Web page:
Thus, plaintiff's losses are excluded by the Policy if they were caused by COVID-19. The Hartford asserts that “Plaintiff's alleged business interruption claims were directly or indirectly caused by the coronavirus[.]” Doc. #39-1 at 18. Plaintiff does not challenge this assertion. Rather, plaintiff's Amended Complaint makes it clear that COVID-19 is the claimed cause of loss. See, e.g., Doc. #32 at 9 (“[A]n ordinary person would understand and say that COVID-19 caused the loss or damage.”); id. at 12 (“Losses due to COVID-19 are a Covered Cause of Loss[.]”); id. at 14 (“Losses caused by COVID-19 and the related orders issued by local, state, and federal authorities triggered the Business Income, Extra Expense, and Civil Authority provisions of the Hartford Casualty policy.”).
The Policy language “makes the causal scope of the virus exclusion broad and suggests that it should apply as long as a virus acts as a link somewhere in the causal chain producing the loss or damage at issue. That formulation is easily satisfied in this case.” LJ New Haven LLC v. AmGUARD Ins. Co., 511 F. Supp. 3d 145, 151 (D. Conn. 2020). There can be no serious dispute that plaintiff's claimed losses were “caused directly or indirectly” by the COVID-19 virus; indeed, the ․ Amended Complaint alleges exactly that.
Harvey B. Pats, M.D., P.A., 2021 WL 5988571, at *5. Because COVID-19 was the cause of plaintiff's loss, and COVID-19 is a virus, that loss is subject to the terms of the Virus Exclusion.
In sum, the Court finds that the Virus Exclusion, on its own, unambiguously excludes plaintiff's losses.
2. Limited Coverage
Plaintiff further argues that, even if the Virus Exclusion excludes general coverage, limited coverage is available under Subsection B.1.f. of the Virus Endorsement. See Doc. #40 at 22-27. Plaintiff argues that Subsection B.1.f. must be read independently of Subsection B.1.a, see id. at 24-27, which requires that the loss be the result of a “ ‘specified cause of loss’ other than fire or lightning[,]” or “Equipment Breakdown[.]” Doc. #1-1 at 127. Defendant responds that the limited coverage found in Subsection B.1.f. does not apply because “ ‘[i]t is inappropriate to consider § B.1.f. in a vacuum separate and apart from the other provisions in the endorsement.’ ” Doc. #41 at 9 (quoting Sys. Optics, Inc., 2021 WL 2075501, at *7).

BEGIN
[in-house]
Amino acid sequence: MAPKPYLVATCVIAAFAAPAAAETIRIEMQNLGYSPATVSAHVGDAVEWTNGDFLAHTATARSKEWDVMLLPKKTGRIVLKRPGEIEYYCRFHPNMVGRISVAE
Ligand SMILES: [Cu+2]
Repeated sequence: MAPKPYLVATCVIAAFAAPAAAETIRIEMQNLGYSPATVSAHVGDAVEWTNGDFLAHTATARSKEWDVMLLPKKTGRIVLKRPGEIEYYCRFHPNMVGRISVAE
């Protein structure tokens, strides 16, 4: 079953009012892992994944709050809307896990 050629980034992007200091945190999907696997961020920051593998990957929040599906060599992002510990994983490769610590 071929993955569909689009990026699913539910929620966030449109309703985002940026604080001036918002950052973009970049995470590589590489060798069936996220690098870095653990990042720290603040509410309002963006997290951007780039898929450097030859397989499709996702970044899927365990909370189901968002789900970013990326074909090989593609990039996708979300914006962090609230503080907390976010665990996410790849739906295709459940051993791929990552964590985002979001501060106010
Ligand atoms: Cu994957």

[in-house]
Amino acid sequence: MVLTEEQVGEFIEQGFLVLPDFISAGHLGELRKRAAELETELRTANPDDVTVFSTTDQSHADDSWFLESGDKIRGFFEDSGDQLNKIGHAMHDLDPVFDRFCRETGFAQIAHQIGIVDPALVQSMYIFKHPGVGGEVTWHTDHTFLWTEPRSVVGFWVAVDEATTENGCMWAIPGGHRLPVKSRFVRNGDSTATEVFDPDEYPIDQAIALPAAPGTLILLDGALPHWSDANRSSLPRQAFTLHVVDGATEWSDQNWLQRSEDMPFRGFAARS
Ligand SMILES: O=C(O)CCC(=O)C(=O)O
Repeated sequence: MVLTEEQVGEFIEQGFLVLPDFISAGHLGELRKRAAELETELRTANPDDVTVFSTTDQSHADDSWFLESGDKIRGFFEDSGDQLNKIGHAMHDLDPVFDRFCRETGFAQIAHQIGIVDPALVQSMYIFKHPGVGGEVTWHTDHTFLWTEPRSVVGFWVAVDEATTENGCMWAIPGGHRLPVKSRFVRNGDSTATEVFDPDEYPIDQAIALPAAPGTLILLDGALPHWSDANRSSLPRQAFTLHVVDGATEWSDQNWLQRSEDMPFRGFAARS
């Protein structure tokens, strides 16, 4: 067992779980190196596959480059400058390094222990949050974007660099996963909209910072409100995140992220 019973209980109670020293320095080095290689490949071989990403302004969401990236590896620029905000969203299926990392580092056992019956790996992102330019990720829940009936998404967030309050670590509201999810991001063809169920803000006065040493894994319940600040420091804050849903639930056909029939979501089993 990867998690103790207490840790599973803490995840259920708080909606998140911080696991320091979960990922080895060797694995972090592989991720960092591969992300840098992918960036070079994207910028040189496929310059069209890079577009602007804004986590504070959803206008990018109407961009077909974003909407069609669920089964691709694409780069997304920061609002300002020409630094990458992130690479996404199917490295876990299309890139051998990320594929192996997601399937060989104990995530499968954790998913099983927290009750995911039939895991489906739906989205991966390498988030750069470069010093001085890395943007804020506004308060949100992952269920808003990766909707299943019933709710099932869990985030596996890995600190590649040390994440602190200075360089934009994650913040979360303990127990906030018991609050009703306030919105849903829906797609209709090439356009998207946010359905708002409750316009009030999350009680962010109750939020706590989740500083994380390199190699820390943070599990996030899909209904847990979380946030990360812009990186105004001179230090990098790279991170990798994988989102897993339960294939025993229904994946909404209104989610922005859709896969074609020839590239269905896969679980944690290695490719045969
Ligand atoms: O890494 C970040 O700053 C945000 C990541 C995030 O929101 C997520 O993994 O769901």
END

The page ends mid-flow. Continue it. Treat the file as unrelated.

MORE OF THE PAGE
The reading of Subsection B.1.f. that plaintiff suggests would require the Court to read Subsection B.1.f. in isolation. “A contract of insurance must be viewed in its entirety[.]” Misiti, LLC, 61 A.3d at 490–91 (citations and quotation marks omitted); see also Laboy v. Grange Indemn. Ins. Co., 144 Ohio St.3d 234, 41 N.E.3d 1224, 1227 (2015) (“The fundamental goal when interpreting an insurance policy is to ascertain the intent of the parties from a reading of the policy in its entirety[.]” (emphasis added)). Reading Subsection B.1.f. entirely independently of the remainder of Section B would directly contradict the requirement that the Court view the Policy in its entirety. This Court joins the others within the Second and Sixth Circuits that decline to read Subsection B.1.f. in isolation. See J&H Lanmark, Inc. v. Twin City Fire Ins. Co., No. 5:20CV00333(DCR), 2021 WL 922057, at *4 (E.D. Ky. Mar. 10, 2021) (“The Court declines to view this single provision in isolation. Instead, the Policy, including the Virus Endorsement, must be viewed as a complete document and the terms must be read in way that gives meaning to all of them, to the extent possible.”); Sys. Optics, Inc., 2021 WL 2075501, at *8 (Section “B.1.f. does not provide for standalone coverage, and the endorsement must be read in its entirety[.]”); Cosm. Laser, Inc., 554 F.Supp.3d at 403 (“Cosmetic Laser's view -- that its loss of use might be covered under Subsection B.1.f. -- takes Subsection B.1.f. entirely out of context and violates basic principles of contract interpretation.”); One40 Beauty Lounge LLC, 2021 WL 5206387, at *4 (“[T]his Court agrees ․ that Section B.1.f. does not provide coverage for thirty days of losses occasioned by the COVID-19 virus.”); Leal, Inc. v. Twin City Fire Ins. Co., No. 3:20CV00917(AVC), 573 F.Supp.3d 648, 660 (D. Conn. Nov. 10, 2021), appeal docketed No. 21-3023 (2d Cir. Dec. 13, 2021) (“[T]he court finds no basis for coverage under this limited provision.”).